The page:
File

advertisement
Activity 4.3.5: Smoking Can Cost You an Arm
and a Leg!
Introduction
By this point in your life, you are well aware of the dangers of smoking. From simple
physical changes such as yellow teeth and stinky breath to full-scale disease such
as throat or lung cancer, the effects of smoking are anything but glamorous. But did
you know that smokers are at an increased risk for losing a limb? This fact alone
should be enough to make anyone quit. Smoking might literally cost a person an arm
or a leg.
As blood is being pushed through the body, it presses against the sides of the
vessels. As you learned in PBS, we can measure this blood pressure to get an idea
of the stress placed upon the vessels. In a normal blood pressure reading of 120/80
the top number is called the systolic pressure and the bottom number is called the
diastolic pressure. Systole is the Greek word for “contracting” and diastole is the
Greek word for “dilation.” This means that the first number in a blood pressure
corresponds to pressure when the vessel is contracted; the second number
corresponds to the pressure when the vessel is open, or dilated. Normally, we take
blood pressure readings in our arms. Similar methods can be used to measure blood
pressure in other vessels in the body and to monitor overall blood flow.
As you complete this activity, you will learn how simple measures of pressure in
blood vessels can pinpoint problems in blood flow and how body systems work
together to maintain blood pressure and volume. In this activity, you will investigate
the symptoms of a fictional patient, evaluate diagnostic tests and recommend
medical interventions as you work through a four-part case study. You must
complete each part of the case before you receive the next part. You will practice a
diagnostic test used to assess circulation and will use ultrasound to listen to sound
waves as blood flows through a vessel.
Equipment











Computer with Internet access
Blood pressure cuff
Stethoscope
Doppler ultrasound unit and probe
Ultrasound gel
Activity 4.3.5 Student Resource Sheet
Laboratory journal
Calculator
Anatomy in Clay® Maniken®
Assorted colors of clay
Headphones (optional)
© 2014 Project Lead The Way, Inc.
Human Body Systems Activity 4.3.5 Smoking Can Cost You an Arm and a Leg! – Page 1

Reference textbooks (optional)
Procedure
Part I: Tired of Tingling
John Jones has always been relatively healthy. He eats well, but he has smoked a
pack a day on and off for 30 years. John was an athlete in college and even though
he is in his 50’s now, he still gets out running or walking at least twice a week.
Lately, he has noticed cramping in his right calf when he exercises. The pain goes
away once he stops and rests, but John is starting to think that something might be
wrong. John also reports frequent tingling in his leg, almost like it is falling asleep.
1. Answer questions for this activity in your laboratory journal.
2. With your partner, analyze information provided in John’s health history. Use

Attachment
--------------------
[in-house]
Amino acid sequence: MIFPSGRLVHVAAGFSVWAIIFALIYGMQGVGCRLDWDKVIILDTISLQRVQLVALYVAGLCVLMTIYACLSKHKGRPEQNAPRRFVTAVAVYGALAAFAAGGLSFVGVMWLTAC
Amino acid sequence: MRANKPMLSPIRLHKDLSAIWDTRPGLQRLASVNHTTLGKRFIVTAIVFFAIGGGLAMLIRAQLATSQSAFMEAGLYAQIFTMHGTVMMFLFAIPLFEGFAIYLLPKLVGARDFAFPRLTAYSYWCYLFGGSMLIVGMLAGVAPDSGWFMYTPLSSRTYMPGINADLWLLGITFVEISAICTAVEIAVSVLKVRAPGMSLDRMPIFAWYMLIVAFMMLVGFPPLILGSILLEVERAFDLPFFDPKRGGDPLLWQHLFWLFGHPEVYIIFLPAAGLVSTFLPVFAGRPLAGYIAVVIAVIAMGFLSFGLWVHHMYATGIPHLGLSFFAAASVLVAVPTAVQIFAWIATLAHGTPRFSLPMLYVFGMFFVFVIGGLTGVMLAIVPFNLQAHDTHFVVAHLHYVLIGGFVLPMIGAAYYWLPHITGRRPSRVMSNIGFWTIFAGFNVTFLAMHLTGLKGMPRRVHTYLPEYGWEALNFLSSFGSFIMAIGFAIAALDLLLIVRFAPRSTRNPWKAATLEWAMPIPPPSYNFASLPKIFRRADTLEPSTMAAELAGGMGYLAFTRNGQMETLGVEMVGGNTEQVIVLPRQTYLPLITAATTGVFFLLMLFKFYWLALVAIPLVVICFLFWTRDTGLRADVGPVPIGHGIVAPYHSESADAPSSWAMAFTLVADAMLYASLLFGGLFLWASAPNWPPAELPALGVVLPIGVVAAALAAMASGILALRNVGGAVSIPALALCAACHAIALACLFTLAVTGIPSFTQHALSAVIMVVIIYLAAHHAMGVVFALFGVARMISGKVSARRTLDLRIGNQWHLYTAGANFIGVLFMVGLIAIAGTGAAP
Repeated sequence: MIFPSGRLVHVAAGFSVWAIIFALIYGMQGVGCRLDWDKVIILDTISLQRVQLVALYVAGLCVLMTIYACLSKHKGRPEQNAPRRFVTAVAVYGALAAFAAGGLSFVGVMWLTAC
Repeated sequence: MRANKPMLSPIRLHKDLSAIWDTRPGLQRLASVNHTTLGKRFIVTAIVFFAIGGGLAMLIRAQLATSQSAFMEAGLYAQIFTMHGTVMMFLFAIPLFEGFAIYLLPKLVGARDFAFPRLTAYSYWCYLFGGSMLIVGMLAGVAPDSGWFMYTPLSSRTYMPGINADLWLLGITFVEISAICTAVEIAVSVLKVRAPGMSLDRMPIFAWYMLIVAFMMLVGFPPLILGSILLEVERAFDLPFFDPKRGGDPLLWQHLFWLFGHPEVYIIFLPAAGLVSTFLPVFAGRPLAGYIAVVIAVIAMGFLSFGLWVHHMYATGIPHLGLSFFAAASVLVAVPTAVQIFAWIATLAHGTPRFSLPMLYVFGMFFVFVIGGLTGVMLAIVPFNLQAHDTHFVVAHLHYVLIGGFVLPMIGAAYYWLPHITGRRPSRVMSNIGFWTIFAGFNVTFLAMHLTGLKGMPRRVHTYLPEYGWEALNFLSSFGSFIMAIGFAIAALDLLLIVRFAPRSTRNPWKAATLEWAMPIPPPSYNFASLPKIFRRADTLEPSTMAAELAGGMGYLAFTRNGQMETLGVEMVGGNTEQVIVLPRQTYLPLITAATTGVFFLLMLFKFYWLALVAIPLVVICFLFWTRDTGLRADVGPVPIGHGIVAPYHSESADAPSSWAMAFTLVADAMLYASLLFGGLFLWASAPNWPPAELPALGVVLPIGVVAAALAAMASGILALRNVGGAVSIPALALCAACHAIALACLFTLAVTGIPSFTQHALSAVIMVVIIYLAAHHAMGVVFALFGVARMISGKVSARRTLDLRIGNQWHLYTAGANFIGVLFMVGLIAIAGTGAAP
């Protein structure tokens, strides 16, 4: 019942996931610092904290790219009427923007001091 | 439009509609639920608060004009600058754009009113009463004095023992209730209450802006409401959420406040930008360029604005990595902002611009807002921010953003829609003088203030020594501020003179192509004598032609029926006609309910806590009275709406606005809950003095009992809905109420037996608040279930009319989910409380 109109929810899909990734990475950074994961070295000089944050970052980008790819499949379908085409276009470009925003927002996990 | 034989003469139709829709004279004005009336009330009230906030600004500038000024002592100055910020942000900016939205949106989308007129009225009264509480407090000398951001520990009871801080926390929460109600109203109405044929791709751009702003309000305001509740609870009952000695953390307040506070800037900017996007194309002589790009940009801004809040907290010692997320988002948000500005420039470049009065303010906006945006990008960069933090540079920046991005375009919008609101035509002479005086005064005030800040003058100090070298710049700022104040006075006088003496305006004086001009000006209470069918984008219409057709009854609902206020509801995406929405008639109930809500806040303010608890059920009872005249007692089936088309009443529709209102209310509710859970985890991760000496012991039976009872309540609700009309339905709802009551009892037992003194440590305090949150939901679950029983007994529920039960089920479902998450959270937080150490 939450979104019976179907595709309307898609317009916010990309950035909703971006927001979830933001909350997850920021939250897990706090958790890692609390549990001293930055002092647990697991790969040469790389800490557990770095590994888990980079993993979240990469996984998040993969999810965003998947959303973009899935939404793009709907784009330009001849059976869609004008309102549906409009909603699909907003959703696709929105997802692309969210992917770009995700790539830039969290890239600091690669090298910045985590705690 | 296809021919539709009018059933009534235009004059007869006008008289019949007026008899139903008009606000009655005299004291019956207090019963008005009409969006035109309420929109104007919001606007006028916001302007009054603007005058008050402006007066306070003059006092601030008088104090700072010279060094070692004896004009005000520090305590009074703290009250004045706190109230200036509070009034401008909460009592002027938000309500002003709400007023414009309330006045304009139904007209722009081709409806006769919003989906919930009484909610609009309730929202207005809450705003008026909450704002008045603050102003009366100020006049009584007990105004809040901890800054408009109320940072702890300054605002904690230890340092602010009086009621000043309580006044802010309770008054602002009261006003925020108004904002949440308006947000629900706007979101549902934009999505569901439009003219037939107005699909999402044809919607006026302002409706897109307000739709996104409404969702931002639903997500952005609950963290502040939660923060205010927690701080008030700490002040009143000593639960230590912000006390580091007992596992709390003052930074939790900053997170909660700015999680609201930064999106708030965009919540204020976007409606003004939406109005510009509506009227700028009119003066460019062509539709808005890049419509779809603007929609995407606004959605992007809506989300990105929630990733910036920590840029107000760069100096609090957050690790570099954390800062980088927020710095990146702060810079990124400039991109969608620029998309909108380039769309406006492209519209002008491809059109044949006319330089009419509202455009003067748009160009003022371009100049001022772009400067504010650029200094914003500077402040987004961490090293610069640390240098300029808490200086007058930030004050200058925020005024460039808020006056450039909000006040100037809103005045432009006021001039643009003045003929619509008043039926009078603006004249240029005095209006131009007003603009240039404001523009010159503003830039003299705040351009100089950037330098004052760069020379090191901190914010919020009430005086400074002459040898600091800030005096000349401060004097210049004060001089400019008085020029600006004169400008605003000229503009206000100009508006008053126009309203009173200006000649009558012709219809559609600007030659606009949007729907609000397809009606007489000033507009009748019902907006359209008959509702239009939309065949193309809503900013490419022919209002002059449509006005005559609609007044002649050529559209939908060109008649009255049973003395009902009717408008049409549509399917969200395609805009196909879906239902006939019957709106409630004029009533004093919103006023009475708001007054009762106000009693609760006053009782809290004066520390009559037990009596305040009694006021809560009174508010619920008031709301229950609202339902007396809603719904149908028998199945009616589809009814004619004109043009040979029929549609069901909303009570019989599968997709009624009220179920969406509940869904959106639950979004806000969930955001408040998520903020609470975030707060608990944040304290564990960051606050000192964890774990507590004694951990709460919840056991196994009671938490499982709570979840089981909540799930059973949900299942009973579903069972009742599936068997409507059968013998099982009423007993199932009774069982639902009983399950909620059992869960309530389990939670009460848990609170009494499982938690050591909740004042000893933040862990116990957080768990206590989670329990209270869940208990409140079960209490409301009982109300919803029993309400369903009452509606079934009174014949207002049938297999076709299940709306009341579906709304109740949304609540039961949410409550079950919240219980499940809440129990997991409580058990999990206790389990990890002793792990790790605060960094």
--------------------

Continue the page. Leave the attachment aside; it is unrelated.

your own prior knowledge and information you find on the Internet to answer the
following questions:
o What are some possible causes of John’s leg pain? Brainstorm a
list.

PAD
Blood Clot
Diabetes
Parasitic Infection
o What do you think is the most likely cause of John’s leg pain?

Peripheral Artery Disease
o Describe this condition.

It is plaque buildup in the legs that prevents blood from
getting to the muscles as needed.
o How might smoking be related to John’s leg pain?

Chemicals in smoke will cause plaque to build up easier.
o What basic test(s) can be performed to confirm your diagnosis?
What do these tests measure?

An ABI- it measures blood pressures and compares them at
different locations to test for a blockage somewhere.
3. Meet with another group and compare your findings.
4. Share your findings with your teacher. You may go over Part I as a class or you
may be told to proceed to Part II.
5. Obtain Part II from your teacher.
Part II: Under Pressure
In Part I, you learned that John may be at risk for peripheral vascular disease (PVD),
specifically peripheral artery disease (PAD). One simple test for diagnosing PAD is
called the ankle brachial index (ABI).
© 2014 Project Lead The Way, Inc.
Human Body Systems Activity 4.3.5 Smoking Can Cost You an Arm and a Leg! – Page 2
1. Record all answers in your laboratory journal.
2. Before you look at the test, review the physiology of blood pressure. Use
reference textbooks or the Internet to help you answer the following:
o List and describe at least three body systems that help in the
regulation and control of blood pressure.
 Urinary- only expels water that the body doesn’t need
Digestive- colon reabsorbs water that is needed
Endocrine- controls aldosterone and ADH.
o Draw a feedback loop that shows one way your body responds to an
increase in blood pressure. Make sure to mention all the organ
systems, organs, or hormones involved in restoring balance.
 (Done in Class)
3. With your partner, use the Internet to answer the following:
o What is the ankle brachial index (ABI) and how is it computed?
 It is the comparison of blood pressures in the arm and the
leg to test for blockages- leg divided by arm pressure
o How does ABI relate to blood pressure?
 It is calculated using blood pressures.
o What is the difference between systolic and diastolic pressure? To
compute an ABI, we use only the systolic blood pressure.
 Systolic is when the heart is contracted, diastolic is when the
heart is resting.
o John is worried about pain during this test. What can you tell him to
calm his nerves?
 It is completely painless.
4. Meet with another group and compare your findings.
5. Share your findings with your teacher. You may go over Part II as a class or you
may be told to proceed to Part III.
6. Obtain Part III from your teacher.
Part III: Taking an ABI
The ABI is a painless measurement that evaluates the circulation in your legs. In this
simple test, the doctor listens to the flow of blood and measures the blood pressure
in both the arms and the feet. Normally, these two pressures should be about equal.
A significantly lower pressure in the ankle usually indicates that there is a problem
with blood flow in the legs.
Doppler ultrasound uses reflected sound waves to assess blood flow through a
vessel. In this activity, you will use a Doppler device to listen to blood moving
through the vessels of the arm and ankle, and use systolic pressure values to
compute an ABI.
© 2014 Project Lead The Way, Inc.